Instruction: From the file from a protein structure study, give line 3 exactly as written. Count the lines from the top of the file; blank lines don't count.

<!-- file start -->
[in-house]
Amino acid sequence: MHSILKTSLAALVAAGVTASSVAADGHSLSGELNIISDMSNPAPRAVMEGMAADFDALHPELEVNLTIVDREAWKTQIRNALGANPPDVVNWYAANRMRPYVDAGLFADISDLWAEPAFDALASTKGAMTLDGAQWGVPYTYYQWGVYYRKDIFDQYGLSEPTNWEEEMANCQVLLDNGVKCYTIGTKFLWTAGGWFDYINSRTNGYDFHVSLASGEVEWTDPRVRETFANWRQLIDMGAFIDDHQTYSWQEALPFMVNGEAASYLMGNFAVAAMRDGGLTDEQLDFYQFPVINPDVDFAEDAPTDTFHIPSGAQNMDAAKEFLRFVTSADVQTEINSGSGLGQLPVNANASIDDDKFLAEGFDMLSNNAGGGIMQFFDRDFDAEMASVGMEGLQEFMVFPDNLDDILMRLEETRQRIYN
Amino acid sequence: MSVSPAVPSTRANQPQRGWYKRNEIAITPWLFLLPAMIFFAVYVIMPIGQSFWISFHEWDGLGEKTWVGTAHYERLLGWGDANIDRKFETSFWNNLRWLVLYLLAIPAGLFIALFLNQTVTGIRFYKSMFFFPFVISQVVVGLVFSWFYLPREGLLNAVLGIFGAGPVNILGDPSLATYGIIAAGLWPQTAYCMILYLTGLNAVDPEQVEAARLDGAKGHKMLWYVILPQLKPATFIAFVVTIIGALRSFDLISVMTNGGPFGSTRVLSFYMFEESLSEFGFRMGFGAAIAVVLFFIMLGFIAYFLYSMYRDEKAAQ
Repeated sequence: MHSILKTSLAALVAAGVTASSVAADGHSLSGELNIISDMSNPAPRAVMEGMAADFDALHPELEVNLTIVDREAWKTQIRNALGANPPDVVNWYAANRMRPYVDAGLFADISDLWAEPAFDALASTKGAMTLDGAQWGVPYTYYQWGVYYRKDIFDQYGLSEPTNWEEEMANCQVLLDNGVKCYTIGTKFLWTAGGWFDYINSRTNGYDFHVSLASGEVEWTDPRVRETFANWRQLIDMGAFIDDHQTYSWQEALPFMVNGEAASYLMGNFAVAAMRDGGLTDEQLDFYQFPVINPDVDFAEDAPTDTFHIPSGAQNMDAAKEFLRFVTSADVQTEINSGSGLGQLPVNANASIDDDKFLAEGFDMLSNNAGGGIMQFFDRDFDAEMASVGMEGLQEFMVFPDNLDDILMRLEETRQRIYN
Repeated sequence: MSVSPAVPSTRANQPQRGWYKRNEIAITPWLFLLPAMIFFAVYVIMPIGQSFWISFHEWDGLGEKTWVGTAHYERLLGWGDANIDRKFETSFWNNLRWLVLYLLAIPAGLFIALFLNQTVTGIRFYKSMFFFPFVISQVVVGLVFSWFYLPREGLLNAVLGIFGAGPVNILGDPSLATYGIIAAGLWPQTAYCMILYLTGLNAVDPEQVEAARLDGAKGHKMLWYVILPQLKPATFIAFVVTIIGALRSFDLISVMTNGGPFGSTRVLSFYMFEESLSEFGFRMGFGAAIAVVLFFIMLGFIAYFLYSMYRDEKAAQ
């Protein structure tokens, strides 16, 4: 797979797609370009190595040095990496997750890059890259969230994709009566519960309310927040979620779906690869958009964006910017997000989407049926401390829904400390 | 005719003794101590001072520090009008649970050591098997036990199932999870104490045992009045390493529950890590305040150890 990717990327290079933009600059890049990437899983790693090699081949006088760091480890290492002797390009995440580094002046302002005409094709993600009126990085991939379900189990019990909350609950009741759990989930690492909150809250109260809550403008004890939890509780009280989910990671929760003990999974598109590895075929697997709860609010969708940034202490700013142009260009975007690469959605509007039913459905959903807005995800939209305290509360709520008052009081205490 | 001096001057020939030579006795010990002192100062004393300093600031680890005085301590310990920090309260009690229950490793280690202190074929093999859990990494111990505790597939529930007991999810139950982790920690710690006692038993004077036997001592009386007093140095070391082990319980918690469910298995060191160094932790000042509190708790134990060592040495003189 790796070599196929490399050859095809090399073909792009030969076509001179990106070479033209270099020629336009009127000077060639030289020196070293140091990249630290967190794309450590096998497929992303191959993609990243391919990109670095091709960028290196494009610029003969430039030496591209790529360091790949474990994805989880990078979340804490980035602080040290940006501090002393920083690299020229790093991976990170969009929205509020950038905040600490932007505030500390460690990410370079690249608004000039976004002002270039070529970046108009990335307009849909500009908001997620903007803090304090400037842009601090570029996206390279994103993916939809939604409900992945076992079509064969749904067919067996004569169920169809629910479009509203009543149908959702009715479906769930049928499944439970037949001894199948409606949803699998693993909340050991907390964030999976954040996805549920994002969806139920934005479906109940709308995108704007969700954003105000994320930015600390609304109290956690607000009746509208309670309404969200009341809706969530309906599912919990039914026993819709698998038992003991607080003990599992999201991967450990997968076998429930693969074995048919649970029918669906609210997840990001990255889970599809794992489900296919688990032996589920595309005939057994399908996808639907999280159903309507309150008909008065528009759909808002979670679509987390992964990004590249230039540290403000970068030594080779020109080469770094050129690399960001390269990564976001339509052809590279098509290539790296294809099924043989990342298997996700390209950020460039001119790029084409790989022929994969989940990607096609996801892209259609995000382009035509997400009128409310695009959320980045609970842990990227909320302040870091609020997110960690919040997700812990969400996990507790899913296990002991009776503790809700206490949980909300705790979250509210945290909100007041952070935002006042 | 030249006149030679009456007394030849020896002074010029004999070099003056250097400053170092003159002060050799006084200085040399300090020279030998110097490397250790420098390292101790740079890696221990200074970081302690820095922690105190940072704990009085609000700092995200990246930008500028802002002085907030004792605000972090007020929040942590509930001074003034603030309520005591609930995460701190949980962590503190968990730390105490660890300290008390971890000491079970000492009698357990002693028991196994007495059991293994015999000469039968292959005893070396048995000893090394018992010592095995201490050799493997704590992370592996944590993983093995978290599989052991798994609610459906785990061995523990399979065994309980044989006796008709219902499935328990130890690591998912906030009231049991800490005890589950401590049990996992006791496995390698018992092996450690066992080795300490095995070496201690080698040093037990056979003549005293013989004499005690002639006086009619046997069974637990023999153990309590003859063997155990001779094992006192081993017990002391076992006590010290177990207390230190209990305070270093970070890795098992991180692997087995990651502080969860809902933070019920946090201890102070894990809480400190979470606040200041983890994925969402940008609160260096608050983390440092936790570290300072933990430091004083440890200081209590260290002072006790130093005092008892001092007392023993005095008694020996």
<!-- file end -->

Amino acid sequence: MSVSPAVPSTRANQPQRGWYKRNEIAITPWLFLLPAMIFFAVYVIMPIGQSFWISFHEWDGLGEKTWVGTAHYERLLGWGDANIDRKFETSFWNNLRWLVLYLLAIPAGLFIALFLNQTVTGIRFYKSMFFFPFVISQVVVGLVFSWFYLPREGLLNAVLGIFGAGPVNILGDPSLATYGIIAAGLWPQTAYCMILYLTGLNAVDPEQVEAARLDGAKGHKMLWYVILPQLKPATFIAFVVTIIGALRSFDLISVMTNGGPFGSTRVLSFYMFEESLSEFGFRMGFGAAIAVVLFFIMLGFIAYFLYSMYRDEKAAQ